Hormones as Regulator:

Hormones regulate metabolic activities in various tissues. They are one kind of mechanism for signalling among cells and tissues. Hormones are distinguished from communication mechanism that depends on direct cell-cell contact through gap junctions. Hormones act by binding to receptors which are usually protein molecule. Receptors have two functions; first they bind the hormone and secondly they transducer the signal to affect the metabolism of the recipient cell. The ability of a cell to respond to hormones depends on two properties of the receptor molecule; how many of them are on a particular cell and how well they bind the hormone. The first property is called receptor number and second is called the affinity of the receptor for the hormone. The biochemical responsiveness of a cell to a hormone depends on the number of occupied receptors on the responsive cell.

Suppose that a hormone binds to a receptor with a dissociation constant given by the following equation:

              Kd=[R] [H]/ [RH]

In the receptor, R is the receptor, H is the hormone and RH is the receptor hormone complex. If 50 occupied receptors trigger the appropriate metabolic response, you can achieve the responsibility having 55 receptors on a cell with 90% of them occupied. How can this be achieved? If the second set of receptors had a tenfold greater affinity for the hormone, the same concentration of hormone would result in 50 bound receptors.

Rearranging the previous equation to solve for [H], the levels of circulating hormone yields

           [H] =K [RH] / [R]

If two receptors exist, type 1 and type2, each of which is responding to a constant concentration of hormone [H], then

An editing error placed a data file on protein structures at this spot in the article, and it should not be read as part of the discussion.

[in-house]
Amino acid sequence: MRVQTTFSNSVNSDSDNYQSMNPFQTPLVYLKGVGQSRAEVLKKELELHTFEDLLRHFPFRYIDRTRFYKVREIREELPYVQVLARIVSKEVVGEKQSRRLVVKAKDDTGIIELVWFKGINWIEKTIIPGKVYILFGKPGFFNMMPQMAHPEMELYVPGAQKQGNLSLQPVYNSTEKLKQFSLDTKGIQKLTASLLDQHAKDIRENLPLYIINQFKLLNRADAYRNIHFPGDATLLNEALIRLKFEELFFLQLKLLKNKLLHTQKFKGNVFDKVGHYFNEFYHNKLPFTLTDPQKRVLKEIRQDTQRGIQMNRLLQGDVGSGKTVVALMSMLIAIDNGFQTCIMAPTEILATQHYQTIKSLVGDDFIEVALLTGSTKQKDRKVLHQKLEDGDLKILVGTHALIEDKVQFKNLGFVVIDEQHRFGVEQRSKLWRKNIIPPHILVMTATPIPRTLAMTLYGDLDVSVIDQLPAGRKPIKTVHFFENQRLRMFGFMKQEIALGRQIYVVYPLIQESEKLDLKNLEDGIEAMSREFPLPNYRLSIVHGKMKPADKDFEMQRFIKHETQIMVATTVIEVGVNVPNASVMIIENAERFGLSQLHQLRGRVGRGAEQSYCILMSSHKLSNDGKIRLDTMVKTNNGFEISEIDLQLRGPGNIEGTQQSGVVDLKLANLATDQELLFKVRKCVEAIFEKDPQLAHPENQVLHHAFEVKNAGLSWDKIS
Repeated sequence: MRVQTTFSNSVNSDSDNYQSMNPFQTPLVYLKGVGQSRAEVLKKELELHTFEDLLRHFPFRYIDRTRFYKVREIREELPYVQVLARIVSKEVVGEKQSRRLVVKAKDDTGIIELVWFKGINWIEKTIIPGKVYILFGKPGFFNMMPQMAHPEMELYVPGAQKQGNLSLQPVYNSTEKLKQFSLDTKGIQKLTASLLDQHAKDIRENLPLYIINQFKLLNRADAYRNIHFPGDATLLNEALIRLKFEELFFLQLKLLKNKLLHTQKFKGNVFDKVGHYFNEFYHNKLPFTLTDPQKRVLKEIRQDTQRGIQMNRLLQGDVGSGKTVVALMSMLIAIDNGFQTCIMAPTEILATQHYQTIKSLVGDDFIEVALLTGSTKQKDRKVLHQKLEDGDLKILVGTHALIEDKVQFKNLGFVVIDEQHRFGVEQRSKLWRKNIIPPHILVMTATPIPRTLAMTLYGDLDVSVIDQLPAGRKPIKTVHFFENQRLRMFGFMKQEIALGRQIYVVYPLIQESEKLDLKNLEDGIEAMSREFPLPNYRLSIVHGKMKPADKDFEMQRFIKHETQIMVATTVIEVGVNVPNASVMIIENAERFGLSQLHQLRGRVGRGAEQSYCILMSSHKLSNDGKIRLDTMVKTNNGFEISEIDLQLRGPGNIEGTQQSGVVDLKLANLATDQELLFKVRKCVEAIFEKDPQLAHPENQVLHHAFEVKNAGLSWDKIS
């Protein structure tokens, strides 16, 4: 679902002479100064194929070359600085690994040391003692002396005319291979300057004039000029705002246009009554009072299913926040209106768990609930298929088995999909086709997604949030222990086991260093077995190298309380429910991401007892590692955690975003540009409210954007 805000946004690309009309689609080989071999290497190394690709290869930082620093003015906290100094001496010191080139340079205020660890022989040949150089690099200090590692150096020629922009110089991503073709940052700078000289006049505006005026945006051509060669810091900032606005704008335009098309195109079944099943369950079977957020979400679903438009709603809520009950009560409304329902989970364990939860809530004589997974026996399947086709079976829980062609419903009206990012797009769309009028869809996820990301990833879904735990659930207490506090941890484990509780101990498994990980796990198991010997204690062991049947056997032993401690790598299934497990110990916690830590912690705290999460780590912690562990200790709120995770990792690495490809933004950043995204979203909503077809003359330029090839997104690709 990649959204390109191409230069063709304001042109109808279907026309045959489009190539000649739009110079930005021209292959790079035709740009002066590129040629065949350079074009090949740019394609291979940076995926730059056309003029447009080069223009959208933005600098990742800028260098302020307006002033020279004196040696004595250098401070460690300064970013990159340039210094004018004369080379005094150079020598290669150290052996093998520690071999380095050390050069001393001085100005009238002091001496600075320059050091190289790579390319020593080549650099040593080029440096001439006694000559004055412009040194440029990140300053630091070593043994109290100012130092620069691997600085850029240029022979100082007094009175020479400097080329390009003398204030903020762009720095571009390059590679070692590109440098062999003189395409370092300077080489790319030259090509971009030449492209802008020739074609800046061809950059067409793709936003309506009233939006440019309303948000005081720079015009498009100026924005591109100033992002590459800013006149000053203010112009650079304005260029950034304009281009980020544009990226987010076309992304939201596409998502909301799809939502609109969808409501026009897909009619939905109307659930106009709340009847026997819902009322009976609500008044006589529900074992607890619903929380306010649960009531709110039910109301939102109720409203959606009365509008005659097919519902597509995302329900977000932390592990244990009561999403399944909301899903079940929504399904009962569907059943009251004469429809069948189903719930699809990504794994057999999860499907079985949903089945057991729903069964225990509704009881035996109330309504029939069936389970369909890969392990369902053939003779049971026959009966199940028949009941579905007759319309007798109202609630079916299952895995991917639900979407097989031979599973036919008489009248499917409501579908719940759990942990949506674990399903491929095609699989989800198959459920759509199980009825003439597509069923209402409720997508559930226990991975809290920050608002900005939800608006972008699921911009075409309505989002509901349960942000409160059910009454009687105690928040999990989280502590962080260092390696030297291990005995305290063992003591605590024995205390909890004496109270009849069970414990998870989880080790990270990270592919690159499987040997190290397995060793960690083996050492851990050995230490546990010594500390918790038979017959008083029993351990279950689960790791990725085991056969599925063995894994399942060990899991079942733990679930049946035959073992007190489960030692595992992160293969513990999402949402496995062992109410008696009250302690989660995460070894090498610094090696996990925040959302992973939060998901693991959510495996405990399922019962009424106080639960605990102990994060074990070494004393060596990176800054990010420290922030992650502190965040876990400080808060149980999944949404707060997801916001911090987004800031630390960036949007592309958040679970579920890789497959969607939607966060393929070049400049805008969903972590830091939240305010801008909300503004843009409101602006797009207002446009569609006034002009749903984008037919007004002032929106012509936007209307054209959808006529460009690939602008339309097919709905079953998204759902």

[H]=K₁ [RH₁] [R₁]= K₂ [RH₂] /[R₂]


So, higher Kd means lower affinity.

If you set the number of occupied receptors [RH₁] = [RH₂] = 50, we can solve the number of unoccupied receptors of each type [R₁] =50 and [R₂]= 50. Suppose the hormone concentration increased by 50%. In this case, structure receptor system R₁ would be more responsive R₂ would be close to saturation, complete saturation of R₂ would yield only 5 more occupied receptors. This means that the concentration of the occupied receptors can change when the receptor is about half occupied. The previous equation shows that the maximum responsiveness to a change in hormone concentration is possible when the associate constant of the receptor for a hormone is near the physiological concentration of the hormone.

The compounds that bind to the receptor can modulate the action of that receptor. Agonists act to reinforce the activity of a receptor by binding to it and mimicking the action of the receptor. Drugs can be either agonists or antagonists; for example, Isoproteranol is agonists for a receptor that increases blood pressure, while propanoid- a commonly used drug to decrease blood pressure and is an antagonist for another class of recipients. Both of these compounds are structurally related to the natural hormone epinephrine.